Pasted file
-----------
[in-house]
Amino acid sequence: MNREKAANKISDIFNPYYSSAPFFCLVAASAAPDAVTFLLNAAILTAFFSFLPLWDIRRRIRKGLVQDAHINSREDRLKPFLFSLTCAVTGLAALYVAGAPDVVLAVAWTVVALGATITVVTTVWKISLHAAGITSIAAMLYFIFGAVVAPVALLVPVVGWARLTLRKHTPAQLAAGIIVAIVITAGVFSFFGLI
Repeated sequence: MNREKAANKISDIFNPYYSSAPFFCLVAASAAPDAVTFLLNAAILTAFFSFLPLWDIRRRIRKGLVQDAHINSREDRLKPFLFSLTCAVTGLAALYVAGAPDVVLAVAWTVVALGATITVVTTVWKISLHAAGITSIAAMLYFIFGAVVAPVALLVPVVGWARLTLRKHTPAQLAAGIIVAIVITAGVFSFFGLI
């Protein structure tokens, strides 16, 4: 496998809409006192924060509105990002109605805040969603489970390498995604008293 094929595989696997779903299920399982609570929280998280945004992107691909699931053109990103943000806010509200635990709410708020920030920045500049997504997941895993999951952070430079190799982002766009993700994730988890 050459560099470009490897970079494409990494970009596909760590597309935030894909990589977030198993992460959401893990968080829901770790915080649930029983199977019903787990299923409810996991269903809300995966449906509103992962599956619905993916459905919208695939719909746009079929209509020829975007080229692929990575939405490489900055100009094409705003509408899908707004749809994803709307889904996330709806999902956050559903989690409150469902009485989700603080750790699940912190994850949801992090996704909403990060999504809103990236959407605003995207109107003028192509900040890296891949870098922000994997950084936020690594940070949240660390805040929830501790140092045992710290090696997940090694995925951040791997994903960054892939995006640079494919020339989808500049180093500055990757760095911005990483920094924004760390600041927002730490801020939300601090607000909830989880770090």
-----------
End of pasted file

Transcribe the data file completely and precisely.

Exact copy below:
[in-house]
Amino acid sequence: MNREKAANKISDIFNPYYSSAPFFCLVAASAAPDAVTFLLNAAILTAFFSFLPLWDIRRRIRKGLVQDAHINSREDRLKPFLFSLTCAVTGLAALYVAGAPDVVLAVAWTVVALGATITVVTTVWKISLHAAGITSIAAMLYFIFGAVVAPVALLVPVVGWARLTLRKHTPAQLAAGIIVAIVITAGVFSFFGLI
Repeated sequence: MNREKAANKISDIFNPYYSSAPFFCLVAASAAPDAVTFLLNAAILTAFFSFLPLWDIRRRIRKGLVQDAHINSREDRLKPFLFSLTCAVTGLAALYVAGAPDVVLAVAWTVVALGATITVVTTVWKISLHAAGITSIAAMLYFIFGAVVAPVALLVPVVGWARLTLRKHTPAQLAAGIIVAIVITAGVFSFFGLI
């Protein structure tokens, strides 16, 4: 496998809409006192924060509105990002109605805040969603489970390498995604008293 094929595989696997779903299920399982609570929280998280945004992107691909699931053109990103943000806010509200635990709410708020920030920045500049997504997941895993999951952070430079190799982002766009993700994730988890 050459560099470009490897970079494409990494970009596909760590597309935030894909990589977030198993992460959401893990968080829901770790915080649930029983199977019903787990299923409810996991269903809300995966449906509103992962599956619905993916459905919208695939719909746009079929209509020829975007080229692929990575939405490489900055100009094409705003509408899908707004749809994803709307889904996330709806999902956050559903989690409150469902009485989700603080750790699940912190994850949801992090996704909403990060999504809103990236959407605003995207109107003028192509900040890296891949870098922000994997950084936020690594940070949240660390805040929830501790140092045992710290090696997940090694995925951040791997994903960054892939995006640079494919020339989808500049180093500055990757760095911005990483920094924004760390600041927002730490801020939300601090607000909830989880770090």